Livestock resources focus on consumer and industry marketing, companies in value chains and production protocols in addition to various Canadian and international case studies on value chains. Studies include a variety of operations, including beef, bison and pork.
Livestock sectors aren't limited to beef. Bison, elk, dairy, lamb and sheep, pork, poultry and eggs, and veal are also described.
Non-livestock sectors include fresh produce such as Ontario peaches and New Brunswick potatoes. Success stories for crops such as wheat, barley and canola are also profiled.
Check out the website.
D. Larraine Andrews, FCC Express, September 16, 2011
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Canada Joins International Wheat Research Group
Wheat researchers gathered in Paris Sept. 15 to launch a global research program in what G20 president France says will support efforts to feed a growing world population.
France hopes the initiative will select priority research areas by next year, but support for the initiative is uncertain, with only 10 countries signed up so far and the United States yet to join.
The 10 are France, Germany, Britain, Argentina, Australia, Canada, China, Hungary, Mexico and Turkey.
The International Research Initiative for Wheat Improvement (IRIWI) was among the measures adopted in June at a meeting of agriculture ministers from the Group of 20 major economies.
"We know that by 2050 we will need to raise wheat output by 70 per cent to meet people's needs. So there is an urgency to improve genetic progress," said Nicolas Trift, scientific advisor to French Agriculture Minister Bruno Le Maire.
IRIWI will define public research priorities on wheat at global level to avoid duplication, although before that countries still need to agree on its organisation, including the designation of a chairman and scientific committee heads and the choice of a headquarters, Trift said.
"We hope that in 2012 we will be able to have a clear vision about what is important to select at global level, be it more resistant varieties, some with different nutritional qualities," he said.
About four times more money is invested in research in maize (corn) than in wheat, Trift said, adding that there was also little co-ordination between programmes around the world.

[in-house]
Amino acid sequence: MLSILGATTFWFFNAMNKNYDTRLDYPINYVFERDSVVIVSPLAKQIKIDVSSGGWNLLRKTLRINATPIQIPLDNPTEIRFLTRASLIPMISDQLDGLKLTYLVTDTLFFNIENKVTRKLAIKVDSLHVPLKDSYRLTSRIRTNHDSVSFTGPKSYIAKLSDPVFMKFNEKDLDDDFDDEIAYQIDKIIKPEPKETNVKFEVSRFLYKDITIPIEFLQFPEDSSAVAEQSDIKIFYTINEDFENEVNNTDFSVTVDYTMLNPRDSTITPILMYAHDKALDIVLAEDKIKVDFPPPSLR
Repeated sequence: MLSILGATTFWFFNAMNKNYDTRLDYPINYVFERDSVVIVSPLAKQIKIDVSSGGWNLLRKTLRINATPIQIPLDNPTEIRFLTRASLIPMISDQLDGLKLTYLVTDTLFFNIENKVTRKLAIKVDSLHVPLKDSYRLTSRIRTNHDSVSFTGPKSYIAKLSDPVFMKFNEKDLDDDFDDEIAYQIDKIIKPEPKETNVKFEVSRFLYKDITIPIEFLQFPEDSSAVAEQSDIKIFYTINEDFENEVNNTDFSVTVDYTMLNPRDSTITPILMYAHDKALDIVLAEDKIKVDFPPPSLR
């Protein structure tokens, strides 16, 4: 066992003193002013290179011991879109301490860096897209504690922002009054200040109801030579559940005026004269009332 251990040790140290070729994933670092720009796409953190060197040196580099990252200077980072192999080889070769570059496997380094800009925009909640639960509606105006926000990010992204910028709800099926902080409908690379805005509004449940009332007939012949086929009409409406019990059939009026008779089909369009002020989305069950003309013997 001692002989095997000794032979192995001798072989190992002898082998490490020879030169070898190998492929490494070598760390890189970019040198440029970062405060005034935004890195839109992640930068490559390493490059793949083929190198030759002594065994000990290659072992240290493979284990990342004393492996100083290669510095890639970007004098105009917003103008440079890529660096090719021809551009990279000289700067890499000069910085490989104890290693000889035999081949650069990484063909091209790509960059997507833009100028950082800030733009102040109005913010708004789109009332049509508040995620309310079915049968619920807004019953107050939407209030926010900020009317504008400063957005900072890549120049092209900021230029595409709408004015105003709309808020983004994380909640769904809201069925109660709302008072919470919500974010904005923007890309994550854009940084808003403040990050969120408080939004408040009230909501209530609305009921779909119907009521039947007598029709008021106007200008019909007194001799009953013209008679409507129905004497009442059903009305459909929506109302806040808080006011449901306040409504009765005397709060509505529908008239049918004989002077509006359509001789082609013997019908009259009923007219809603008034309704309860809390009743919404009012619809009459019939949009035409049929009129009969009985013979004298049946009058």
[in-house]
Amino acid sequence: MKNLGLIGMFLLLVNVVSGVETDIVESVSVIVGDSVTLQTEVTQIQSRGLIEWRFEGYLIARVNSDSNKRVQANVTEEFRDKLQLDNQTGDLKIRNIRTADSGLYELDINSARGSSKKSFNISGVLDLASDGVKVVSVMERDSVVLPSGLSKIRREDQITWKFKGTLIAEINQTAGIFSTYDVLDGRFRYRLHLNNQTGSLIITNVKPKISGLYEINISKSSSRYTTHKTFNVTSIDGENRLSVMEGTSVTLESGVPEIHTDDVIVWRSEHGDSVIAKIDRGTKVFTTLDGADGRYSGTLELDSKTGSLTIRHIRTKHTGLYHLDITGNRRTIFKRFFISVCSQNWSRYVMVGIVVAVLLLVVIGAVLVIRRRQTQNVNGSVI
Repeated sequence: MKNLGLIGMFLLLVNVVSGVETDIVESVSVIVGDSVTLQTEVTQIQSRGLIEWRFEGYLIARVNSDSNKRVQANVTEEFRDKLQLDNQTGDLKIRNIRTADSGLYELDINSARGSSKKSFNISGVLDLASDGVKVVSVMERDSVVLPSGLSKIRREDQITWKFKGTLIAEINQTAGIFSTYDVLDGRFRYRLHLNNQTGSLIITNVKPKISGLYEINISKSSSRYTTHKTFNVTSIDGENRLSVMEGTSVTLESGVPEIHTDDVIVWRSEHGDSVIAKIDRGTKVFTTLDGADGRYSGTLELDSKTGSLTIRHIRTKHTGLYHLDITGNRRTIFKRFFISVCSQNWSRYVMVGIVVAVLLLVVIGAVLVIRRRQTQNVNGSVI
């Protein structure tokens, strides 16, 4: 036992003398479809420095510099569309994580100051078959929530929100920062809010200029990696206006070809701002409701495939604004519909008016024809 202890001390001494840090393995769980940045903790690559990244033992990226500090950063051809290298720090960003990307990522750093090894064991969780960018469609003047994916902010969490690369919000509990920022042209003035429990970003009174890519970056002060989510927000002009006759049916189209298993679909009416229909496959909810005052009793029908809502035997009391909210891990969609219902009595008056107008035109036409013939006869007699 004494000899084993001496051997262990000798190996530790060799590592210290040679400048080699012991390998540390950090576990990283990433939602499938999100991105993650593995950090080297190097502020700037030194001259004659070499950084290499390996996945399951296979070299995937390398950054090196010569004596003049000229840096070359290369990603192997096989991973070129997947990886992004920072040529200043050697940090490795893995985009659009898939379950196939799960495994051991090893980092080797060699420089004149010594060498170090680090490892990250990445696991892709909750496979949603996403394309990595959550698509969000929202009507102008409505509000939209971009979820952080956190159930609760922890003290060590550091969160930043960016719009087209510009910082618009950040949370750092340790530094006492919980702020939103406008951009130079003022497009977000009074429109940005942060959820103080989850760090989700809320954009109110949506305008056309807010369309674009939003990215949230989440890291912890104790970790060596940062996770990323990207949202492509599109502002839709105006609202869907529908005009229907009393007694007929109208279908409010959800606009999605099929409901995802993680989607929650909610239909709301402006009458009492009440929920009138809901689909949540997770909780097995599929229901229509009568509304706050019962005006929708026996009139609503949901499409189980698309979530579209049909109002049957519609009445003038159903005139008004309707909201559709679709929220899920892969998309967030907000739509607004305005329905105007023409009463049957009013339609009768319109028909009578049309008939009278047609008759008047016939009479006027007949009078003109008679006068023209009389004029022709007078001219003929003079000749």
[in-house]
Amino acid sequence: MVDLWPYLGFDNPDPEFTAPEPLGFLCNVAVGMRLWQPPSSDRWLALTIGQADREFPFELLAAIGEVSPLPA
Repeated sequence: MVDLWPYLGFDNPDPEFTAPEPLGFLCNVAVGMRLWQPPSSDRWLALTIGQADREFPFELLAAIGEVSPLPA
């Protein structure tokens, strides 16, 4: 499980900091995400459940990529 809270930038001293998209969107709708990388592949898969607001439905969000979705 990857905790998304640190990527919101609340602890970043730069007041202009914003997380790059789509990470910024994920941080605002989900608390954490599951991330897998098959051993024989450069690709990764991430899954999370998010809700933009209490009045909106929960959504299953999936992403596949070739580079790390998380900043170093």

A levelling off in wheat yields has become an issue in major producers like the United States and the European Union.
Some crop seed companies have launched research into genetically modified wheat, which does not currently exist, in the wake of yield gains registered by GM corn in recent years.
Trift said GM varieties - which are highly controversial in Europe - would not be covered by IRIWI.
Alberta Farm Express, September 16, 2011
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|The Benefits of Biotech to Agriculture|
The biotech industry boosted farming across the globe to the tune of almost $65 billion during the period 1996 to 2009, according to the latest analysis published in the International Journal of Biotechnology. $65 billion is the increase in net farm income, the farm level benefit after paying for the seed and its biotech traits. The study's authors estimate that almost half of that was derived by farmers in the developing world.
Graham Brookes and Peter Barfoot of PG Economics Ltd., in Dorchester, UK, have investigated the economic impact at the farm level of agricultural biotechnology, looking at yields, key costs of production, direct farm income, indirect (non-pecuniary) farm level income effects and impacts on the production base of the four main crops of soybeans, corn, cotton and canola. Biotech has added 83 million and 130 million tonnes, respectively, to global production of soybeans and corn, they estimate. Net farm level economic benefits amounted to almost $11 billion in 2009 alone.
"Biotech, and specifically genetically modified (GM) crops has had a significant positive impact on farm income derived from a combination of enhanced productivity and efficiency gains," the team estimated. It has added 5.8% to the value of global production for the four main crops investigated, with cost savings being greatest for soy. In terms of the division between different parts of the world, the team reports that in 2009, 53.1% of the farm income benefits went to developing country farmers and the vast majority of those income gains were from GM insect-resistant cotton and GM herbicide-tolerant soybeans.